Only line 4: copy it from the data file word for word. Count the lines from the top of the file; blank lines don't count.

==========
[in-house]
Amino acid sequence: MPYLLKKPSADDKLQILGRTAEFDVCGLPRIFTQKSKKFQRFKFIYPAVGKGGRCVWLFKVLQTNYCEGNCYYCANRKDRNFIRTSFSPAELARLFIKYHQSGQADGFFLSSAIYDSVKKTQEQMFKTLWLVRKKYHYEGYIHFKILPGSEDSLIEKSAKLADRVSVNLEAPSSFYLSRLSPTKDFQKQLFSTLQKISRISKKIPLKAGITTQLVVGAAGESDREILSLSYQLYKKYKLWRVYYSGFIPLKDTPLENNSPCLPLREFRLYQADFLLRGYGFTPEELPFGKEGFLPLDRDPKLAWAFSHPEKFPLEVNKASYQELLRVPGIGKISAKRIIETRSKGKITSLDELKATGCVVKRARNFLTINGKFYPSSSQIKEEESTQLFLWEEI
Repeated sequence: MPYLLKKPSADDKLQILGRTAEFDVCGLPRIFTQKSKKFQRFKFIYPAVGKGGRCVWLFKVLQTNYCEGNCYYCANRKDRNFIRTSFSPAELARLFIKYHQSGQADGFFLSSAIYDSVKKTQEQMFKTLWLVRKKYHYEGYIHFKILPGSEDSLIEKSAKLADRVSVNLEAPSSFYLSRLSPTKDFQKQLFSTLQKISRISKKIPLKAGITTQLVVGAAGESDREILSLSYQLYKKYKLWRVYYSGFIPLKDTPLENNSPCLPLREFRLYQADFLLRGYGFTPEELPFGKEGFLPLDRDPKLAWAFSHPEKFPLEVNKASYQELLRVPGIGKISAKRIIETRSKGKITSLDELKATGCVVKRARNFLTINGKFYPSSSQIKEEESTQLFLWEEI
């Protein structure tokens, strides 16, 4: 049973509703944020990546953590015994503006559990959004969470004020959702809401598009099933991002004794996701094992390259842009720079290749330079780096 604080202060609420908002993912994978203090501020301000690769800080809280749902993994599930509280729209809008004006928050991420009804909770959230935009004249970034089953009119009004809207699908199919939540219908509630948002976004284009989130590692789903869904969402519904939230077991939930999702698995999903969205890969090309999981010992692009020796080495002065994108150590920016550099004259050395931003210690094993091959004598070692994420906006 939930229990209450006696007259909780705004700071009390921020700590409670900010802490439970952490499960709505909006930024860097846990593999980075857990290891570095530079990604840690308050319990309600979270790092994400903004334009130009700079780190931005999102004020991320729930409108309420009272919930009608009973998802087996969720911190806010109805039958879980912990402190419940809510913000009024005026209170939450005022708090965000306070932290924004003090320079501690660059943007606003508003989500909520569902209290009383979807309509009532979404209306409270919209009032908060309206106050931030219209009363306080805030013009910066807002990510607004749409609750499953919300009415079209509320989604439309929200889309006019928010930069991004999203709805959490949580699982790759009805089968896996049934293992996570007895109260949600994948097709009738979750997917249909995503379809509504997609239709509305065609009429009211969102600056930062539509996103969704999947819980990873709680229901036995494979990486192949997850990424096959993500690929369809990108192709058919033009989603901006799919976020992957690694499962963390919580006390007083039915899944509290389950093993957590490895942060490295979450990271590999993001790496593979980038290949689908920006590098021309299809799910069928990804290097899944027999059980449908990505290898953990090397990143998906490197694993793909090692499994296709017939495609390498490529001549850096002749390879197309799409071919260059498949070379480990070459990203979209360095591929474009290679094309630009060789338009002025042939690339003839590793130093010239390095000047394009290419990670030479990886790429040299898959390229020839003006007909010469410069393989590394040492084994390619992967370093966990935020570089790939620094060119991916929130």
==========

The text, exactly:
């Protein structure tokens, strides 16, 4: 049973509703944020990546953590015994503006559990959004969470004020959702809401598009099933991002004794996701094992390259842009720079290749330079780096 604080202060609420908002993912994978203090501020301000690769800080809280749902993994599930509280729209809008004006928050991420009804909770959230935009004249970034089953009119009004809207699908199919939540219908509630948002976004284009989130590692789903869904969402519904939230077991939930999702698995999903969205890969090309999981010992692009020796080495002065994108150590920016550099004259050395931003210690094993091959004598070692994420906006 939930229990209450006696007259909780705004700071009390921020700590409670900010802490439970952490499960709505909006930024860097846990593999980075857990290891570095530079990604840690308050319990309600979270790092994400903004334009130009700079780190931005999102004020991320729930409108309420009272919930009608009973998802087996969720911190806010109805039958879980912990402190419940809510913000009024005026209170939450005022708090965000306070932290924004003090320079501690660059943007606003508003989500909520569902209290009383979807309509009532979404209306409270919209009032908060309206106050931030219209009363306080805030013009910066807002990510607004749409609750499953919300009415079209509320989604439309929200889309006019928010930069991004999203709805959490949580699982790759009805089968896996049934293992996570007895109260949600994948097709009738979750997917249909995503379809509504997609239709509305065609009429009211969102600056930062539509996103969704999947819980990873709680229901036995494979990486192949997850990424096959993500690929369809990108192709058919033009989603901006799919976020992957690694499962963390919580006390007083039915899944509290389950093993957590490895942060490295979450990271590999993001790496593979980038290949689908920006590098021309299809799910069928990804290097899944027999059980449908990505290898953990090397990143998906490197694993793909090692499994296709017939495609390498490529001549850096002749390879197309799409071919260059498949070379480990070459990203979209360095591929474009290679094309630009060789338009002025042939690339003839590793130093010239390095000047394009290419990670030479990886790429040299898959390229020839003006007909010469410069393989590394040492084994390619992967370093966990935020570089790939620094060119991916929130």